Thomas Frieden, director of the Centers for Disease Control and Anthony Fauci, director of the National Institute of Allergy and Infectious Diseases, concurred in a legislative hearing last week that there are no definitive studies proving a definitive link between the use of antibiotics in animals and human resistance.
They testified before the House Energy and Commerce Subcommittee on Health April 28. Their remarks were in response to queries from Rep. John Dingell (D-MI), Rep. John Shimkus (R-IL) and Rep. Roy Blunt (R-MO) as to whether there were definitive studies to link the use of antibiotics in animal feed to changes in resistance in humans.
In opening remarks, committee chairman Henry Waxman (D-CA), said it is important to know the effects of using antibiotics in large numbers of animals without medical need. He also asked whether giving large numbers of animals antibiotics for non-therapeutic purposes as a preventive measure ran the risk of creating antibiotic resistance.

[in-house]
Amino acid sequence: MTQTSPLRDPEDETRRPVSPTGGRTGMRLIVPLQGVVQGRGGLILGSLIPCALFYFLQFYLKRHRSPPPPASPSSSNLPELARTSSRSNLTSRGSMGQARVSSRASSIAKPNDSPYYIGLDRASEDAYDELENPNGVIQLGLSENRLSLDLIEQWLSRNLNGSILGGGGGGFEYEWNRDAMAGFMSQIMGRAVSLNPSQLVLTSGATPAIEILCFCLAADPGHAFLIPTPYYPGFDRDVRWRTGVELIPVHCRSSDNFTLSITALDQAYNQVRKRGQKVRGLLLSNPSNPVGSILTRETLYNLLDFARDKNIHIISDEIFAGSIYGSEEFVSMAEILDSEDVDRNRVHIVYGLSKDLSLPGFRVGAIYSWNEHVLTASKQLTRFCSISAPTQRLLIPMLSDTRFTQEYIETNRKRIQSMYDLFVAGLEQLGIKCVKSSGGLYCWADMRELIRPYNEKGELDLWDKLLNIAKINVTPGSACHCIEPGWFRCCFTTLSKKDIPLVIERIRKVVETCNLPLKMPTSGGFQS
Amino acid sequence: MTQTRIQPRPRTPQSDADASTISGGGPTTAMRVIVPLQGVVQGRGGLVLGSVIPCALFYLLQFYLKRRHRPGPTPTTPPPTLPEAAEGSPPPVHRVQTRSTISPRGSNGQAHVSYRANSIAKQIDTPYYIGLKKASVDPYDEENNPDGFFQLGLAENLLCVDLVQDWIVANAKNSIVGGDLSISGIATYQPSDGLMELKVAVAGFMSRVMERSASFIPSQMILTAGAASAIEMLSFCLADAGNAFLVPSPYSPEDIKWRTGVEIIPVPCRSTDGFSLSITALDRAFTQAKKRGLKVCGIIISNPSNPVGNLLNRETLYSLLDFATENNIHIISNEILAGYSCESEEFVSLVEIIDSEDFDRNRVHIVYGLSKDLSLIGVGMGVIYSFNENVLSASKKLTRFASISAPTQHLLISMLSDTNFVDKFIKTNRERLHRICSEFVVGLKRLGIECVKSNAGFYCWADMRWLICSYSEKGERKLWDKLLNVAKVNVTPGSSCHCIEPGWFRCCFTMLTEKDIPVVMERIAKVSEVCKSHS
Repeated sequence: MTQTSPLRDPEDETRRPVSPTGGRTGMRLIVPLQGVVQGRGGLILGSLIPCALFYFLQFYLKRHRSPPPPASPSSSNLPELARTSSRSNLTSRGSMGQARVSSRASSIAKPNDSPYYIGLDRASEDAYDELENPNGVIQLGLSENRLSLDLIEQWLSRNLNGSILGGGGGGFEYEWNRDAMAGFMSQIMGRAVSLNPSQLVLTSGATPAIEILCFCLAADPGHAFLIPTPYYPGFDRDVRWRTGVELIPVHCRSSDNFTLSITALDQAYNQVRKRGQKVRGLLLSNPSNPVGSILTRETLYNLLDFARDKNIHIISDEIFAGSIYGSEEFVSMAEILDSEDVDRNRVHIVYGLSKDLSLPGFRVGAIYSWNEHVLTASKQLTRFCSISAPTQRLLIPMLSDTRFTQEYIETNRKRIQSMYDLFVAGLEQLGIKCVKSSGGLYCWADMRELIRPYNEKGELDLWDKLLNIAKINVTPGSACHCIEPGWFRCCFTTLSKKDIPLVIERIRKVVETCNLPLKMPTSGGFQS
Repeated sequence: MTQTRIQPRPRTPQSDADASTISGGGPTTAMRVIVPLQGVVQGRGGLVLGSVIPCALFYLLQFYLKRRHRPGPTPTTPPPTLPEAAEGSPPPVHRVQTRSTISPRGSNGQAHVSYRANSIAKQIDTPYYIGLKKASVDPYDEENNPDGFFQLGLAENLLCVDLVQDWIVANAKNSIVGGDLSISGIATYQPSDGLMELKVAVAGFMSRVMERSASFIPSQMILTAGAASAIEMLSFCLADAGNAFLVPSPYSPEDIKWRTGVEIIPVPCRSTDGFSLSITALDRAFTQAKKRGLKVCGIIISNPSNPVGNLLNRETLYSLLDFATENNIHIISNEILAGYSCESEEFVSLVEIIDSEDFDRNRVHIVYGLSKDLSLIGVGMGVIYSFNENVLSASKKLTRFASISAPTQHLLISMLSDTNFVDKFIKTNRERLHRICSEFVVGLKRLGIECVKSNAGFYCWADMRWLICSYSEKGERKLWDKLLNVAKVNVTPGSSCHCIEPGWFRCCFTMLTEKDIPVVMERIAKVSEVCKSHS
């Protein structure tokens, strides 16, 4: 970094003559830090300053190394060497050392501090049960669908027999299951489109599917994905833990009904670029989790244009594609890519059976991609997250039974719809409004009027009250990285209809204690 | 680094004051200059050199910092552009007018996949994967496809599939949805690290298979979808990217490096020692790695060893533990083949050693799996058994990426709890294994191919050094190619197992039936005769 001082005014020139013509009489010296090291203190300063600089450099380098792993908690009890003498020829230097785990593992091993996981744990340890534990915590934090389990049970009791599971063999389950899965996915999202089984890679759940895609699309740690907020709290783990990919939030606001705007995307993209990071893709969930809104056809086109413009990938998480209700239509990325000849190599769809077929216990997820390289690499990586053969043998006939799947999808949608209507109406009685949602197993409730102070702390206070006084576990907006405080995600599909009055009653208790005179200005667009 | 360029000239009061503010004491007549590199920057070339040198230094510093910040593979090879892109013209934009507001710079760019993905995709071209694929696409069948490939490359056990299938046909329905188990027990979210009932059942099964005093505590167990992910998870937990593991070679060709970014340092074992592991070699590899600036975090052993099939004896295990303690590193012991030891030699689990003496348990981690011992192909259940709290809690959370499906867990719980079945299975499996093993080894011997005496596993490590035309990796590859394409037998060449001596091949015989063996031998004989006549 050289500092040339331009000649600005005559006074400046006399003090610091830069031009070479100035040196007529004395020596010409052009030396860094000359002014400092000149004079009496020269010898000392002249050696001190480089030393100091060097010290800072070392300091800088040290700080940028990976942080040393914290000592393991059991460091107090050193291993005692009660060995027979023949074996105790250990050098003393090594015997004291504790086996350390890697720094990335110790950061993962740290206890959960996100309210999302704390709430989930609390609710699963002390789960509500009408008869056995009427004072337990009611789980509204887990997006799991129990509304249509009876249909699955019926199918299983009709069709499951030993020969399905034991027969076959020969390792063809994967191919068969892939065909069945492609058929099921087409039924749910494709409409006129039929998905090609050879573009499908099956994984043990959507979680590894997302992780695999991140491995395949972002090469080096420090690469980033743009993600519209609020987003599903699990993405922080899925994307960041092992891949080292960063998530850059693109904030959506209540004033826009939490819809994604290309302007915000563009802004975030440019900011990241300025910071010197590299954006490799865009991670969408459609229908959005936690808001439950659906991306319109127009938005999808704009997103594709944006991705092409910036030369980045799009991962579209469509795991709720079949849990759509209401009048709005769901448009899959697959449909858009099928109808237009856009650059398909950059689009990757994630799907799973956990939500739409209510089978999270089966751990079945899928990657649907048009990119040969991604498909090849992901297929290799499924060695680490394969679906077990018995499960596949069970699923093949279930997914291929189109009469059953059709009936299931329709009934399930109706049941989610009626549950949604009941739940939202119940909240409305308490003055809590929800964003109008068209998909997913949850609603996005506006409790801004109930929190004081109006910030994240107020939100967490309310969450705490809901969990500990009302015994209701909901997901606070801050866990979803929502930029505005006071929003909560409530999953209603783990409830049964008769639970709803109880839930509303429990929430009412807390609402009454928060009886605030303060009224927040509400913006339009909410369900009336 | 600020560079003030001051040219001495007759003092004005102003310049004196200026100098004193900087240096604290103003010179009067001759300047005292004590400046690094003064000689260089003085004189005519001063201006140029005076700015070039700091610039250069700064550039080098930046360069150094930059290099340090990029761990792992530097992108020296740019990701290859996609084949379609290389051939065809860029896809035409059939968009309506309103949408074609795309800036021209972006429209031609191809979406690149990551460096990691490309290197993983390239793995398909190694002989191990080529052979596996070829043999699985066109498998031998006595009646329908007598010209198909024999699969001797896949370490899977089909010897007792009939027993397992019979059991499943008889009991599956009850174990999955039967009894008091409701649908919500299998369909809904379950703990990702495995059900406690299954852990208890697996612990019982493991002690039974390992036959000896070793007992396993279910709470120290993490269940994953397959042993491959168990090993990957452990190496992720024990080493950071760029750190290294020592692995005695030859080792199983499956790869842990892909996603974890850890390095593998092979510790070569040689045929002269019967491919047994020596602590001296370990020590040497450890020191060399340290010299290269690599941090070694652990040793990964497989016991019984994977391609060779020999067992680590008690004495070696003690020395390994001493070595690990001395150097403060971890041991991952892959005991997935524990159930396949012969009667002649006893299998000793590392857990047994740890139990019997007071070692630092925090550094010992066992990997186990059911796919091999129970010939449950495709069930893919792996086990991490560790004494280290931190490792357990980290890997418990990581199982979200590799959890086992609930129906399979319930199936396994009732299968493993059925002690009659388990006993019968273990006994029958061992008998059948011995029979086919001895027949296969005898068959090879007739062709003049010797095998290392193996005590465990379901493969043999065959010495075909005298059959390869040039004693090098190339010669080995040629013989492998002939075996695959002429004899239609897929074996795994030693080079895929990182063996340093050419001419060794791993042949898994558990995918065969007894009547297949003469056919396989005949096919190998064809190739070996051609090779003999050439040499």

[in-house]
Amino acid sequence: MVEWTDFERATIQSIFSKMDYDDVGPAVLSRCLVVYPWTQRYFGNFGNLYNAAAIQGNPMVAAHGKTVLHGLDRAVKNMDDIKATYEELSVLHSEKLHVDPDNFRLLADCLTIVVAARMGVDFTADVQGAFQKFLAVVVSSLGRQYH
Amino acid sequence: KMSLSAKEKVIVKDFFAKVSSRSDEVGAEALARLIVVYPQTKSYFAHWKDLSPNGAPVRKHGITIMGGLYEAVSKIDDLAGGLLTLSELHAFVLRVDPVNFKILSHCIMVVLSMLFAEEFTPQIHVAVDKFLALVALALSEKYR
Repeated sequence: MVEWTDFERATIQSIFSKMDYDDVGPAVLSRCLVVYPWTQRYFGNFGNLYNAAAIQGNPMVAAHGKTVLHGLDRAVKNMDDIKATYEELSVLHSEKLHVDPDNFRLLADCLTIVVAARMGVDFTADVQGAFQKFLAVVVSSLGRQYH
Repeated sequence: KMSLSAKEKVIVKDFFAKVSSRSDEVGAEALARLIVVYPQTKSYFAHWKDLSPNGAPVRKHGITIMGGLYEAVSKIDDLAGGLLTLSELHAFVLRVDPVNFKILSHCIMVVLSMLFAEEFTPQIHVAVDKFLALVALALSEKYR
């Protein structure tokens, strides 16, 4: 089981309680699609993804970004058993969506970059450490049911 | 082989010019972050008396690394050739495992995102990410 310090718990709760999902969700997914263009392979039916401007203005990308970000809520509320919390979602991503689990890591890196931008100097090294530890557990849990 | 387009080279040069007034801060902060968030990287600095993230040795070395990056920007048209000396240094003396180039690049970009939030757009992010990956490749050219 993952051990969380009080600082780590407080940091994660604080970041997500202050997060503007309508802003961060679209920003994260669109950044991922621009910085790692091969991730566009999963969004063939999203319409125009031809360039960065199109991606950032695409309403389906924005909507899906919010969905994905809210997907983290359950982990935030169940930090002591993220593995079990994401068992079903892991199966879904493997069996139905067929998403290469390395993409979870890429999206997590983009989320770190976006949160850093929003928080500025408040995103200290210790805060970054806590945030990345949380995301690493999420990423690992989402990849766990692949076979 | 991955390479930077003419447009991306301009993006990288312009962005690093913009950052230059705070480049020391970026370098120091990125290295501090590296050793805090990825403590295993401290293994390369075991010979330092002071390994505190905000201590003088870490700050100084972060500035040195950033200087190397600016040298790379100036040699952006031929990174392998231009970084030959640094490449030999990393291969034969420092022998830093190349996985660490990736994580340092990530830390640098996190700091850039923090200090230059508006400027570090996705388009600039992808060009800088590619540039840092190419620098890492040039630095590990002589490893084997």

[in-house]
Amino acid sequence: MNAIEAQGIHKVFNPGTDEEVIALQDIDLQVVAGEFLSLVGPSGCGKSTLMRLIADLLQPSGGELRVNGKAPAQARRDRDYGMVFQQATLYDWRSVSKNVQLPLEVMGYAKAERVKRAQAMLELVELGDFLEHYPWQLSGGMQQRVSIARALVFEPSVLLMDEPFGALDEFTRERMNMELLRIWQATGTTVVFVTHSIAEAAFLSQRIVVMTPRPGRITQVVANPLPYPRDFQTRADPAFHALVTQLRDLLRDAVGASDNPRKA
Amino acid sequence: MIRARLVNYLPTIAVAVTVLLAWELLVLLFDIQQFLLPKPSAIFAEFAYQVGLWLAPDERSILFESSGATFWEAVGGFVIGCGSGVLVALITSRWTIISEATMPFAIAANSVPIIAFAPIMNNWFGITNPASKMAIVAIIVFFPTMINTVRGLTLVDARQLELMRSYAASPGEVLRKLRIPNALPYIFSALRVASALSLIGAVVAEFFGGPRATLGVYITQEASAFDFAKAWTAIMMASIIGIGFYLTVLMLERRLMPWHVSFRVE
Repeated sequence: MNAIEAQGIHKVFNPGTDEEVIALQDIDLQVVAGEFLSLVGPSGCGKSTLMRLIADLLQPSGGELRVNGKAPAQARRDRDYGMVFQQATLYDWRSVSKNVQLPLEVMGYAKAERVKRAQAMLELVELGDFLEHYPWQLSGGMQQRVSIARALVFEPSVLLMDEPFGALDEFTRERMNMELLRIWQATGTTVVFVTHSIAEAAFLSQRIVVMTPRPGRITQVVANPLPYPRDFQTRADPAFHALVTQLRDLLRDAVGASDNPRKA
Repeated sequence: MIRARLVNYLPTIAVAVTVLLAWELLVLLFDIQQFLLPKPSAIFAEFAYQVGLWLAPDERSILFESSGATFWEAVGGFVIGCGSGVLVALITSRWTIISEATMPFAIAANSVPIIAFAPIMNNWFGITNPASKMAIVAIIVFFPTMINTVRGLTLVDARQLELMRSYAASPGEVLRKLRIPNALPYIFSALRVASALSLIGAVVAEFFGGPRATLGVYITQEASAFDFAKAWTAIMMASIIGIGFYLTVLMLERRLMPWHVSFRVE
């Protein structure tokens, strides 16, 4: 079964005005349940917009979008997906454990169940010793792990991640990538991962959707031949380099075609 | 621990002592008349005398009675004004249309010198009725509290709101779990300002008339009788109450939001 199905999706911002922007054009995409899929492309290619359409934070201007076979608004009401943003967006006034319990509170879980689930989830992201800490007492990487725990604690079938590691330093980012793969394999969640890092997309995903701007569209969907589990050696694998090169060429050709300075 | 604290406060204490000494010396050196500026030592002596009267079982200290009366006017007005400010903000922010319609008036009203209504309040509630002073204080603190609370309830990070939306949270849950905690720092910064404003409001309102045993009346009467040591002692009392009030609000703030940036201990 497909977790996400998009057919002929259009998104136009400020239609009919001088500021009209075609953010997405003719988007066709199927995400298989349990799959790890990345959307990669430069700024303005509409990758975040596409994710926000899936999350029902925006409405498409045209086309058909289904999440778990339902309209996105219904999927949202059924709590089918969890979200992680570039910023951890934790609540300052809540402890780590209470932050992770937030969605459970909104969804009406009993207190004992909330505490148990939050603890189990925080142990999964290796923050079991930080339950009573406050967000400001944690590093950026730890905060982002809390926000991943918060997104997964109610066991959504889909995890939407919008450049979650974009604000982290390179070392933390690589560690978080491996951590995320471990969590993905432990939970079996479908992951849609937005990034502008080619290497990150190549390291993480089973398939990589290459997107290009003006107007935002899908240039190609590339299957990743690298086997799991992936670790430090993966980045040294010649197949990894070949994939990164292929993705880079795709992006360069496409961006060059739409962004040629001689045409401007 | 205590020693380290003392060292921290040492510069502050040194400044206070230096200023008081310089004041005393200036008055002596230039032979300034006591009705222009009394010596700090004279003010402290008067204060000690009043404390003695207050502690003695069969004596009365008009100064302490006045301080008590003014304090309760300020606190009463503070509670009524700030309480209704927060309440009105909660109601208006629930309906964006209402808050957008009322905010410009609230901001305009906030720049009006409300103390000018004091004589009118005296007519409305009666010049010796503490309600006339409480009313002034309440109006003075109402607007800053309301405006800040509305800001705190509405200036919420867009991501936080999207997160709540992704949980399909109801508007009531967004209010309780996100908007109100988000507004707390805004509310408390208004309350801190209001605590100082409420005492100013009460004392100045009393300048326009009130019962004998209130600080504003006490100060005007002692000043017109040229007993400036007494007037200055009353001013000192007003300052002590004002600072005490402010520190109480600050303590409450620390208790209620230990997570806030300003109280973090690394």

Frieden indicated to the committee that public health experts have recommended phasing out antibiotic growth promoters.
But Rep. Joe Pitts (R-PA) defended animal agriculture, the use of antibiotics and the Food and Drug Administration’s approval process for antibiotics.
Pitts added there is a need to focus on areas where science has shown there is concern for antibiotic resistance – and that concern is not agriculture.
Dingell said that the bond between antibiotic use in animals and human antibiotic resistance is not known.